98j. Eriogonum ovalifolium Nuttall var. nivale (Canby ex Coville) M. E. Jones, Contr. W. Bot. 11: 8. 1903.
Sierran cushion wild buckwheat
Eriogonum nivale Canby ex Coville, Contr. U.S. Natl. Herb. 4: 187. 1893; E. rhodanthum A. Nelson & P. B. Kennedy
Plants 0.5-3 dm wide. Leaf blades usually round, 0.2-0.8 cm, densely lanate to white-tomentose, margins infrequently brownish. Scapes mostly erect, 0.3-5(-13) cm, mostly lanate or tomentose. Inflorescences capitate, 1-2.5 cm wide; branches absent. Involucres 2-4 per cluster, 3-4.5 mm. Flowers 4-5 mm; perianth white to rose or red. 2n = 40.
Flowering Jun-Sep. Sandy to gravelly often granitic slopes, ridges, and alpine fell-fields, mixed grassland, mountain meadow, and sagebrush communities, conifer woodlands; 1700-4200 m; B.C.; Calif., Nev., Oreg., Utah, Wash.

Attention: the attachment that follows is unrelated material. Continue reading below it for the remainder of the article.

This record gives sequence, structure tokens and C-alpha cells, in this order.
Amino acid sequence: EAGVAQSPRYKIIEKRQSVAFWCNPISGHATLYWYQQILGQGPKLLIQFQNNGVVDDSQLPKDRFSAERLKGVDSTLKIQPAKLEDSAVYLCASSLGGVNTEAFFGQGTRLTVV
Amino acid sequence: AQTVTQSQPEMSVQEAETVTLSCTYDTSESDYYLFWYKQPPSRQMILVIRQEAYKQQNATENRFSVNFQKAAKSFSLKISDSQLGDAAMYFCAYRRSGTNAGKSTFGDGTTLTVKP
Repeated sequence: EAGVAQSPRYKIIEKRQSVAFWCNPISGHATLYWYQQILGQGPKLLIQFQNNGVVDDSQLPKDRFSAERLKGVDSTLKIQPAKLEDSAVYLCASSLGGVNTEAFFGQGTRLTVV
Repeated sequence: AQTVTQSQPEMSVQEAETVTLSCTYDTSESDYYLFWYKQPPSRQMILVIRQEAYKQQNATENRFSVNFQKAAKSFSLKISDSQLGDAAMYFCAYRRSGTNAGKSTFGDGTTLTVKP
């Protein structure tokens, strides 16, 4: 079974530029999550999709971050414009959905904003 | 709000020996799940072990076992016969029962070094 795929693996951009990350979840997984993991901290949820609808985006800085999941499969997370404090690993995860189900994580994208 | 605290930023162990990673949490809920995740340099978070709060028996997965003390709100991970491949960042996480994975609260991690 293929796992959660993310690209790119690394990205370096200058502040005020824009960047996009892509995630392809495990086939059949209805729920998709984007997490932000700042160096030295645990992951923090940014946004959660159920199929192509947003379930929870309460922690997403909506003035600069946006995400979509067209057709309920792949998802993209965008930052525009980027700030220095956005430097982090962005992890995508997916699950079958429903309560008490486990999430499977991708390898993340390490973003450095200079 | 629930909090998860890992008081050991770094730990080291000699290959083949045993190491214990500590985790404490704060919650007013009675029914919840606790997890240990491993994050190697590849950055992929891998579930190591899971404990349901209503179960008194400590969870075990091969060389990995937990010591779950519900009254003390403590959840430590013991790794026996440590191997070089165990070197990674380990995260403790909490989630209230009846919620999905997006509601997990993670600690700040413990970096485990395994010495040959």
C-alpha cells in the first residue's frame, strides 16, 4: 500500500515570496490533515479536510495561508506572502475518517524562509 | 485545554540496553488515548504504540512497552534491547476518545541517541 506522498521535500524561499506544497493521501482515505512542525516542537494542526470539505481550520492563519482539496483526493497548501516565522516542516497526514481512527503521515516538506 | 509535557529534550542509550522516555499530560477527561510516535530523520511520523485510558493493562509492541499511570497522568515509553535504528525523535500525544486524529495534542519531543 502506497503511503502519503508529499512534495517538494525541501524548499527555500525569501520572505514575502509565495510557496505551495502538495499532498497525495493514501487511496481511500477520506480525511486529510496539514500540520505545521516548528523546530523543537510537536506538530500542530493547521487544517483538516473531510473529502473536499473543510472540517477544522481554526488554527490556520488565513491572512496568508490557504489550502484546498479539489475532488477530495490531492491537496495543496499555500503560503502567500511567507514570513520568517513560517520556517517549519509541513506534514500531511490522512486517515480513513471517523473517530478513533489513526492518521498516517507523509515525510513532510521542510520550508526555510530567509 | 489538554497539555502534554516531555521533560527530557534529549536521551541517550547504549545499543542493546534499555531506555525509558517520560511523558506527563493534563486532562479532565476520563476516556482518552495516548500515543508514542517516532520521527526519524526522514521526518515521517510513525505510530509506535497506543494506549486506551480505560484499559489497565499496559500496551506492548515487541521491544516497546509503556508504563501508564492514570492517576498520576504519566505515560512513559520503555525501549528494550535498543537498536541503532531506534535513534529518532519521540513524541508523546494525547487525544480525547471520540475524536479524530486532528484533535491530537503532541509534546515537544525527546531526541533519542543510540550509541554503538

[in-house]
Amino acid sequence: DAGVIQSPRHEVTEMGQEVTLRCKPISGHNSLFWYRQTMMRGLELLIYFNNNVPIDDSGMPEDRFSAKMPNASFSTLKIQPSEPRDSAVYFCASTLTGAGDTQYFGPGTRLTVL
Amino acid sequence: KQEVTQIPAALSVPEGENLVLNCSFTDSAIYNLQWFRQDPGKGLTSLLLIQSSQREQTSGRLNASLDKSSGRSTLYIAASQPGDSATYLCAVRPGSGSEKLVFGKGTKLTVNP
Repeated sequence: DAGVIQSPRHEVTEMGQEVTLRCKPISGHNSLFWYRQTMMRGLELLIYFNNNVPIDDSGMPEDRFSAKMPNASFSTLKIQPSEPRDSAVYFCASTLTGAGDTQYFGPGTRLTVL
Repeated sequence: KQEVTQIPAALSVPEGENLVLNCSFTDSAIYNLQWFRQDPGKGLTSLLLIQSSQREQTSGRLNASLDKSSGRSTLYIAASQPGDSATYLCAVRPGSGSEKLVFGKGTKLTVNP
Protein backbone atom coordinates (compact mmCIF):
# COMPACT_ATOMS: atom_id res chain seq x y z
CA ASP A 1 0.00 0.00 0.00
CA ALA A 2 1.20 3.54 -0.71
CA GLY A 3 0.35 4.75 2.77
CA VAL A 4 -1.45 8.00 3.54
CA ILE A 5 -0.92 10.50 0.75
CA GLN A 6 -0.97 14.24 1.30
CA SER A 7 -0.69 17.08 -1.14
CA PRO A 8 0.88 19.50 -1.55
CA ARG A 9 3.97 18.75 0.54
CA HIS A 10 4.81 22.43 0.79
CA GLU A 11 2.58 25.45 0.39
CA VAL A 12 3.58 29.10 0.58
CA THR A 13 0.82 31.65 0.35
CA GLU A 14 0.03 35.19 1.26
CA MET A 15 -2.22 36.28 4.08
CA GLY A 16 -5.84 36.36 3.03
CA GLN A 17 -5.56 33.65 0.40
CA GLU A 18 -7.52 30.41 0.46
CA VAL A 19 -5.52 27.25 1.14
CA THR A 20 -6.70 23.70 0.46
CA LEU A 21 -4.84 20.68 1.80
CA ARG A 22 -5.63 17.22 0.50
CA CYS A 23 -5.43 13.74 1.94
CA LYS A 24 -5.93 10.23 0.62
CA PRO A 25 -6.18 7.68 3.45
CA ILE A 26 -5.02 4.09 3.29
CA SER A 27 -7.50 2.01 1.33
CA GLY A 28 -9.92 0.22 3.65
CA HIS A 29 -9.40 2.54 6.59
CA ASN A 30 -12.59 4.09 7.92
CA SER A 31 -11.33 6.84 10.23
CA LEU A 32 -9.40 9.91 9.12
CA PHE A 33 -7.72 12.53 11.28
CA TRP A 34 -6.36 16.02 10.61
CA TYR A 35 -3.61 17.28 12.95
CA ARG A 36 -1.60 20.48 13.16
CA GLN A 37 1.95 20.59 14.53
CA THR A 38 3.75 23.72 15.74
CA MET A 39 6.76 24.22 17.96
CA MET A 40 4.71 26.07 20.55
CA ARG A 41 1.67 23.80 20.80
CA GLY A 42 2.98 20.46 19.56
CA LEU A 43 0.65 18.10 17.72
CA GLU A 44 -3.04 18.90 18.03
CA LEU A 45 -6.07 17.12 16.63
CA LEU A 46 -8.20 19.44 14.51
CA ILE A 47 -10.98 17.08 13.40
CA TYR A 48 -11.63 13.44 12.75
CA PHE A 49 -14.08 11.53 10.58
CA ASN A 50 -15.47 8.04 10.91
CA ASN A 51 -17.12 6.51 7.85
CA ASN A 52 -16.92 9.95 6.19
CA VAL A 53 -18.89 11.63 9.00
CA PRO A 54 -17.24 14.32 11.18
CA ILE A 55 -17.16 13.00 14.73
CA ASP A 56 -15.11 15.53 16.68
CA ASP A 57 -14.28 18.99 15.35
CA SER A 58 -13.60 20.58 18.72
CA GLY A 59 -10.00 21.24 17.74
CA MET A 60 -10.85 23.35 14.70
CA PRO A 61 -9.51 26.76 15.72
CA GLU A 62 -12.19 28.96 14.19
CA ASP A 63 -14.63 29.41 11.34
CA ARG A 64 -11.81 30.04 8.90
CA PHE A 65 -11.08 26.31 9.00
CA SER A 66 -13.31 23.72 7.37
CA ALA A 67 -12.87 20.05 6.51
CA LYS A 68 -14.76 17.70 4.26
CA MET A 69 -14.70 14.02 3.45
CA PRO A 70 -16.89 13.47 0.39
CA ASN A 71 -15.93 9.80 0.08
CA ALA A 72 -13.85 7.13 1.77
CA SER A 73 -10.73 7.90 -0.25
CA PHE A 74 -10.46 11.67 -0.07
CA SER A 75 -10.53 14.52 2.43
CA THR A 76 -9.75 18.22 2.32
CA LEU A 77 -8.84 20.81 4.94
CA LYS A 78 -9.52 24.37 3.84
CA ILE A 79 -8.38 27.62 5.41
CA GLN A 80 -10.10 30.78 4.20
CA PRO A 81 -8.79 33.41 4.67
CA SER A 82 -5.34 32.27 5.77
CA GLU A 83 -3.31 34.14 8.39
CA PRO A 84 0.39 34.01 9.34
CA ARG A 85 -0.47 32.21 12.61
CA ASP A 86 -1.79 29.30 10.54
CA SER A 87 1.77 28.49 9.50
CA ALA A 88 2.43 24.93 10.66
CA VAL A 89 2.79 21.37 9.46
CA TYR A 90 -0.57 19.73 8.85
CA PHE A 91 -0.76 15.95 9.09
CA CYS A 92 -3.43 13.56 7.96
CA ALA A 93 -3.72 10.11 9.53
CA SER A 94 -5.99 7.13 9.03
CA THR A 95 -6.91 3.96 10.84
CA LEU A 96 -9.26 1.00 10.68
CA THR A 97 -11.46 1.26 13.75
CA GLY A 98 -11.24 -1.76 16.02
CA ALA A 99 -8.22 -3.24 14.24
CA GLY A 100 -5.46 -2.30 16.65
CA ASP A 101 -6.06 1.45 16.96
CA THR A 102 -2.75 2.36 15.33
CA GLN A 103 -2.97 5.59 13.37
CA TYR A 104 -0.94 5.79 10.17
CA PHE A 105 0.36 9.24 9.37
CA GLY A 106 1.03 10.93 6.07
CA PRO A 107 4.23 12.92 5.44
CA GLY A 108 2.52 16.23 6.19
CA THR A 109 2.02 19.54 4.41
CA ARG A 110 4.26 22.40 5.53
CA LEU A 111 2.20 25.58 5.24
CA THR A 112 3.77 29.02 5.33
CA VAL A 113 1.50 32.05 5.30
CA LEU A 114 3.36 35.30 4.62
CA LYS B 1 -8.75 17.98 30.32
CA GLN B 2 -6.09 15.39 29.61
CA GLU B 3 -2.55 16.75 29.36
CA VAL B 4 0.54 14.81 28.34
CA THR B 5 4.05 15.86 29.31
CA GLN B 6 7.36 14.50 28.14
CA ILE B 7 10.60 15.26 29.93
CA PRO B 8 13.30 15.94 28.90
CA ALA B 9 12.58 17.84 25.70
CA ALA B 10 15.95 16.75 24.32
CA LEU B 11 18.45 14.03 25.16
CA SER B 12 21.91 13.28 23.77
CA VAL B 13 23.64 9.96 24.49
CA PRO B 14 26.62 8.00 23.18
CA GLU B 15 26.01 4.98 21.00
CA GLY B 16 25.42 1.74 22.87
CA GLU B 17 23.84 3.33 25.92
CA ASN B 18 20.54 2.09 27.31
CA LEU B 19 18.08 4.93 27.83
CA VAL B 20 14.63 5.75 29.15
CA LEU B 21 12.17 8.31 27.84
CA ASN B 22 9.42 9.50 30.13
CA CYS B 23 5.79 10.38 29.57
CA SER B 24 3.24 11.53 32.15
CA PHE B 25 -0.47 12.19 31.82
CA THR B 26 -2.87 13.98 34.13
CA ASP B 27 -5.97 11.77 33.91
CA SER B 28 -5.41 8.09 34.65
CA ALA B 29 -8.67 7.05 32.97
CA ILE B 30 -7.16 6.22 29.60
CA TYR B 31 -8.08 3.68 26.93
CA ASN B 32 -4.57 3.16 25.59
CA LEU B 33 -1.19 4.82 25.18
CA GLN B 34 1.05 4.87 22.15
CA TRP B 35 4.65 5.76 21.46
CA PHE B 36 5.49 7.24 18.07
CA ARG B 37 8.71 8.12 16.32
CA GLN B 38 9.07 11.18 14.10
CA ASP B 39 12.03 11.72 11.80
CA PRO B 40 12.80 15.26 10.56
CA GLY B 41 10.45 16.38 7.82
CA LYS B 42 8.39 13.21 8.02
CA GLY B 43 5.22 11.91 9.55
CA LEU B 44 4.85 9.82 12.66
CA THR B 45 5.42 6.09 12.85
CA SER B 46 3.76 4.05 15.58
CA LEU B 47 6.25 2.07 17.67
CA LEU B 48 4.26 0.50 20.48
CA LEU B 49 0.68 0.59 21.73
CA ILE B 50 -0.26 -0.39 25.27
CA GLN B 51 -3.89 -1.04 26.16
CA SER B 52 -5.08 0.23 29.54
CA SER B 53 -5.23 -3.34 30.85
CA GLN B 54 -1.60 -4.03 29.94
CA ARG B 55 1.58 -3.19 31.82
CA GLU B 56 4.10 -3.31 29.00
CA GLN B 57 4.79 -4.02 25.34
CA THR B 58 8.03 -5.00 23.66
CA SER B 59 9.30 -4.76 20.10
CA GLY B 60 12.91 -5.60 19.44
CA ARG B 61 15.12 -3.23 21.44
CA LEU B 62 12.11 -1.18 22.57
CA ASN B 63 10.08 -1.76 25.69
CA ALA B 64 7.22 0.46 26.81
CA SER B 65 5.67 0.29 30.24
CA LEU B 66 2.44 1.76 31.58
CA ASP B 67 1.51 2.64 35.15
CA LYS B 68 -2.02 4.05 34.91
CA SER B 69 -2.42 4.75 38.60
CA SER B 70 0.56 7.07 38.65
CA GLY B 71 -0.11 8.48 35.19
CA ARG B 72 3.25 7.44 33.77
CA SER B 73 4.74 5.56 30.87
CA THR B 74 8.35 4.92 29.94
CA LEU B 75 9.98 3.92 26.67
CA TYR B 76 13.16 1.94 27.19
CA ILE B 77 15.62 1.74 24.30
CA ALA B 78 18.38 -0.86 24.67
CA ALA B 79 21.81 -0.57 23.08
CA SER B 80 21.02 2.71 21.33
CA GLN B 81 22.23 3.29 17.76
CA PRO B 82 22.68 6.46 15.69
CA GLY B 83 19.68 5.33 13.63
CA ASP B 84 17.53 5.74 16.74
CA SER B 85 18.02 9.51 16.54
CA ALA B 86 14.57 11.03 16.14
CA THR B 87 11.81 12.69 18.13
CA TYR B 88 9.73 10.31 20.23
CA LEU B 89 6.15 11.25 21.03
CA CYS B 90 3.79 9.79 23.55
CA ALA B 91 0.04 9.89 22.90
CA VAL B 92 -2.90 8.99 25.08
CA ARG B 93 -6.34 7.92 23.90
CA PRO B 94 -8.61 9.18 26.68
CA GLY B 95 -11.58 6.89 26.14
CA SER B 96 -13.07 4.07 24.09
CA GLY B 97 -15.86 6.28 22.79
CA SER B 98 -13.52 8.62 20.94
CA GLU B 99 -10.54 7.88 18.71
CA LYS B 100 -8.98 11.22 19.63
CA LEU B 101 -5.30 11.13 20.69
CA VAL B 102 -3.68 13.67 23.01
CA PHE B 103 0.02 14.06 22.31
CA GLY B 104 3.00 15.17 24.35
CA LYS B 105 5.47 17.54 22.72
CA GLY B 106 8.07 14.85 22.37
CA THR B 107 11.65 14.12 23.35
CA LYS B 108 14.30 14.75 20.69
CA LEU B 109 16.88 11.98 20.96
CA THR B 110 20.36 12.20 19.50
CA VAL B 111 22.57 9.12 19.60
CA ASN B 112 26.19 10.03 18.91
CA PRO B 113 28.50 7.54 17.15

Variety nivale is the common high-elevation expression of the species in desert ranges of the Great Basin and in the Sierra-Cascade cordillera. In northwestern Washington, some plants of var. nivale have scapes to 13 cm (especially in Chellam County). They are well removed from var. purpureum, and have the dense, almost brilliant white tomentum of var. nivale. Plants in the Slide Mountain-Mt. Rose area of west-central Nevada occasionally have the brown leaf margins more commonly seen in the lower-elevation var. eximium. A few populations having off-yellowish flowers are known from the White Mountains of Inyo and Mono counties, California. There as well, the tepals are distinctly marked by a large red midrib. This is similar to the condition found in Eriogonum gilmanii, but in the White Mountains plants the tepals are not globose as in that species nor is the pubescence similar. The variety is ideal for the rock garden and is widely available for cultivation.